The practice of El Anatsui (b. 1944, Anyako, Ghana), possibly the most prominent African artist today, exemplifies a neverending search for models that offer an alternative to the modernist canons of purity. This retrospective will be the most ambitious ever presented of Anatsui’s career and will cover all the series and mediums used by the artist over five decades of work. The exhibition pays special attention to the most monumental aspect of Anatsui’s sculptures, through emblematic pieces created over the past twenty years with plastic bottle caps as a fundamental component.
The Tribal Art Fair is one of the four most important ethnographic fairs in Europe. This is reflected in the international character of the fair. Participants come from various countries, such as the United Kingdom, Spain, France, Thailand and the USA, and visitors travel to Amsterdam from all over the world to visit the fair too. The fair is of interest to anyone who wants to find out more about tribal art. Guided tours are organised and you can find out information from the gallery owners. Of course, there’s also plenty for long-standing collectors to see. Tribal art is about so much more than masks and sculptures. It also encompasses textiles, jewellery and utensils. It goes without saying that this diversity will also be on display at the Tribal Art Fair. For years now, ethnographic objects have been a source of inspiration for artists, designers and interior designers. The way in which these objects were made by specialised craftsmen is unique. In addition, special materials were often used for the objects.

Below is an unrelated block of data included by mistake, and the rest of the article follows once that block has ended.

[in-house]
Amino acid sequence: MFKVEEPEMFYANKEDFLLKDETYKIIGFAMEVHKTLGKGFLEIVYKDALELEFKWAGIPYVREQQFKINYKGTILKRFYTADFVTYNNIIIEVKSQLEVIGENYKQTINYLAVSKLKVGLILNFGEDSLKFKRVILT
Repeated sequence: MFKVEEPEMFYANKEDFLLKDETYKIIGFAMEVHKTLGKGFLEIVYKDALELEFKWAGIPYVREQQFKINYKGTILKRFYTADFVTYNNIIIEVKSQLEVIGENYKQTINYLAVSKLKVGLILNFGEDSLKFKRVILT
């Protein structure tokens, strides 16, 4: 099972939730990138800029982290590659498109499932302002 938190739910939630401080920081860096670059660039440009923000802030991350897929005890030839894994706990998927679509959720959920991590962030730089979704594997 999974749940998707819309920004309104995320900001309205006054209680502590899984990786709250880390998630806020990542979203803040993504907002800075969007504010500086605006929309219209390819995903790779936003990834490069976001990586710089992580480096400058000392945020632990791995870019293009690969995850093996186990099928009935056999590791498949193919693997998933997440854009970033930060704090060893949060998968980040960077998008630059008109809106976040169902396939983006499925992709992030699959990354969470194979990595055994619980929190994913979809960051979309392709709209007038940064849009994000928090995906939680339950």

As the world's most buoyant art market, New York City provides the ideal context for a TEFAF Fair outside Maastricht, and allows a vital, transatlantic meeting ground for a global community of dealers, collectors, curators, interior designers and art-and-antiques enthusiasts. We are proud to present TEFAF New York Fall, with a focus on fine and decorative arts from antiquity to 1920.
ART X Lagos is West Africa’s premier international art fair, designed to showcase the best and most innovative contemporary art from the African continent and its Diaspora. Launched in 2016, the art fair has since become a cornerstone of the Lagos art calendar, drawing local patrons and a host of international collectors, curators, and critics annually.
African Arts—Global Conversations puts African arts where they rightfully belong: within the global art historical canon. It brings those works into greater, meaningful art historical conversations and critiques previous ways that encyclopedic museums and the field of art have or have not included them. African Arts—Global Conversations presents thirty-three works, including twenty by African artists. Highlights include a celebrated eighteenth-century Kuba sculpture, fourteenth- to sixteenth-century Ethiopian Orthodox processional crosses, and a mid-twentieth-century Sierra Leonean Ordehlay or Jollay society mask. Also featured are recent works by Atta Kwami, Ranti Bam, Magdalene Odundo OBE, and Taiye Idahor, which are paired with artworks by Māori, Seminole, Spanish, American, Huastec, and Korean artists.